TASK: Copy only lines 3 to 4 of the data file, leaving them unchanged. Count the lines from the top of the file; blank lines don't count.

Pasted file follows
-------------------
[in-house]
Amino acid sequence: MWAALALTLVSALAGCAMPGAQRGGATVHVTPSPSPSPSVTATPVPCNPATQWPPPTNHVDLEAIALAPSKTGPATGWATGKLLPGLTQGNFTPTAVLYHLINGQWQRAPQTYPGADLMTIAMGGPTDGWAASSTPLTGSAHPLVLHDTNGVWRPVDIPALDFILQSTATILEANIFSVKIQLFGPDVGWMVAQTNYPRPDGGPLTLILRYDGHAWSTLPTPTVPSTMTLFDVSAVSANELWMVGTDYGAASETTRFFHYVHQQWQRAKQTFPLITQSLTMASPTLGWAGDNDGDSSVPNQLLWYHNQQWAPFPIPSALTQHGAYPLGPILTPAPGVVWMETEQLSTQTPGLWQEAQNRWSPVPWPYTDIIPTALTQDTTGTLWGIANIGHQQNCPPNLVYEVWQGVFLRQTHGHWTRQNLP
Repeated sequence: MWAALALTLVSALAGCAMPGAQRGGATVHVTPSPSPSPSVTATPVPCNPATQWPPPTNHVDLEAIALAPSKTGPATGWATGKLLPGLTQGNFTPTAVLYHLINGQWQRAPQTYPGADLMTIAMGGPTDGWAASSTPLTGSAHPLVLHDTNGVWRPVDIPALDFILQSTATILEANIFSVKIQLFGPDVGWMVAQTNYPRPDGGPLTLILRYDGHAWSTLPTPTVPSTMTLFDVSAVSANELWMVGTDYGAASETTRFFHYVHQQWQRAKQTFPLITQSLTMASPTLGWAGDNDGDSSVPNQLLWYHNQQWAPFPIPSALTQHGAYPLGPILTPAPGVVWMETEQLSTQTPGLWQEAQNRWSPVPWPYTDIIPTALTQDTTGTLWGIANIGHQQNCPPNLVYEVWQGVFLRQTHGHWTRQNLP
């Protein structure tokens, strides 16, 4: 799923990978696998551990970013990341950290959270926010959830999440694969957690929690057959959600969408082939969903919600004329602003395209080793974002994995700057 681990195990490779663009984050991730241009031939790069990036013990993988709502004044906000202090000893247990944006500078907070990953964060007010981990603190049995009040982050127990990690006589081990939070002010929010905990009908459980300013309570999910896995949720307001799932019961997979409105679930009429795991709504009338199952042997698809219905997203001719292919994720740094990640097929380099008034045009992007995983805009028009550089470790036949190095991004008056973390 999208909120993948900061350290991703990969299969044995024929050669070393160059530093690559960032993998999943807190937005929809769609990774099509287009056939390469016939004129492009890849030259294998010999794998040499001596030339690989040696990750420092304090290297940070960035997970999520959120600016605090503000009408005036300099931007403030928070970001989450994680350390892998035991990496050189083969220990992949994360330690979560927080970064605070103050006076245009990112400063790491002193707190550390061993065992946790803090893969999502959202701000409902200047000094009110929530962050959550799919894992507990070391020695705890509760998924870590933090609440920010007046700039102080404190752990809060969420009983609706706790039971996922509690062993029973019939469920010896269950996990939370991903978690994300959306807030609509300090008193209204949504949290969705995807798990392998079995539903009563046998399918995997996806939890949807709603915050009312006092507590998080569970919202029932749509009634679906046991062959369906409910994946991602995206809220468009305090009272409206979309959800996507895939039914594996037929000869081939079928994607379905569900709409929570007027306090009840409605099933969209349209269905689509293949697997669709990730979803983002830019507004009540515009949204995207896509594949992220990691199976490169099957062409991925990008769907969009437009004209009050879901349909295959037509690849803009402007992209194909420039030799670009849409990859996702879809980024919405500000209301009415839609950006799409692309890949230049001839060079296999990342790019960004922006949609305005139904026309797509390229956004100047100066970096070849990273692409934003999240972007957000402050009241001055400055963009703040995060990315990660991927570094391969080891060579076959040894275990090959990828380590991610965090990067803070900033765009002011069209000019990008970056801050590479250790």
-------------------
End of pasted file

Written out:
Repeated sequence: MWAALALTLVSALAGCAMPGAQRGGATVHVTPSPSPSPSVTATPVPCNPATQWPPPTNHVDLEAIALAPSKTGPATGWATGKLLPGLTQGNFTPTAVLYHLINGQWQRAPQTYPGADLMTIAMGGPTDGWAASSTPLTGSAHPLVLHDTNGVWRPVDIPALDFILQSTATILEANIFSVKIQLFGPDVGWMVAQTNYPRPDGGPLTLILRYDGHAWSTLPTPTVPSTMTLFDVSAVSANELWMVGTDYGAASETTRFFHYVHQQWQRAKQTFPLITQSLTMASPTLGWAGDNDGDSSVPNQLLWYHNQQWAPFPIPSALTQHGAYPLGPILTPAPGVVWMETEQLSTQTPGLWQEAQNRWSPVPWPYTDIIPTALTQDTTGTLWGIANIGHQQNCPPNLVYEVWQGVFLRQTHGHWTRQNLP
């Protein structure tokens, strides 16, 4: 799923990978696998551990970013990341950290959270926010959830999440694969957690929690057959959600969408082939969903919600004329602003395209080793974002994995700057 681990195990490779663009984050991730241009031939790069990036013990993988709502004044906000202090000893247990944006500078907070990953964060007010981990603190049995009040982050127990990690006589081990939070002010929010905990009908459980300013309570999910896995949720307001799932019961997979409105679930009429795991709504009338199952042997698809219905997203001719292919994720740094990640097929380099008034045009992007995983805009028009550089470790036949190095991004008056973390 999208909120993948900061350290991703990969299969044995024929050669070393160059530093690559960032993998999943807190937005929809769609990774099509287009056939390469016939004129492009890849030259294998010999794998040499001596030339690989040696990750420092304090290297940070960035997970999520959120600016605090503000009408005036300099931007403030928070970001989450994680350390892998035991990496050189083969220990992949994360330690979560927080970064605070103050006076245009990112400063790491002193707190550390061993065992946790803090893969999502959202701000409902200047000094009110929530962050959550799919894992507990070391020695705890509760998924870590933090609440920010007046700039102080404190752990809060969420009983609706706790039971996922509690062993029973019939469920010896269950996990939370991903978690994300959306807030609509300090008193209204949504949290969705995807798990392998079995539903009563046998399918995997996806939890949807709603915050009312006092507590998080569970919202029932749509009634679906046991062959369906409910994946991602995206809220468009305090009272409206979309959800996507895939039914594996037929000869081939079928994607379905569900709409929570007027306090009840409605099933969209349209269905689509293949697997669709990730979803983002830019507004009540515009949204995207896509594949992220990691199976490169099957062409991925990008769907969009437009004209009050879901349909295959037509690849803009402007992209194909420039030799670009849409990859996702879809980024919405500000209301009415839609950006799409692309890949230049001839060079296999990342790019960004922006949609305005139904026309797509390229956004100047100066970096070849990273692409934003999240972007957000402050009241001055400055963009703040995060990315990660991927570094391969080891060579076959040894275990090959990828380590991610965090990067803070900033765009002011069209000019990008970056801050590479250790």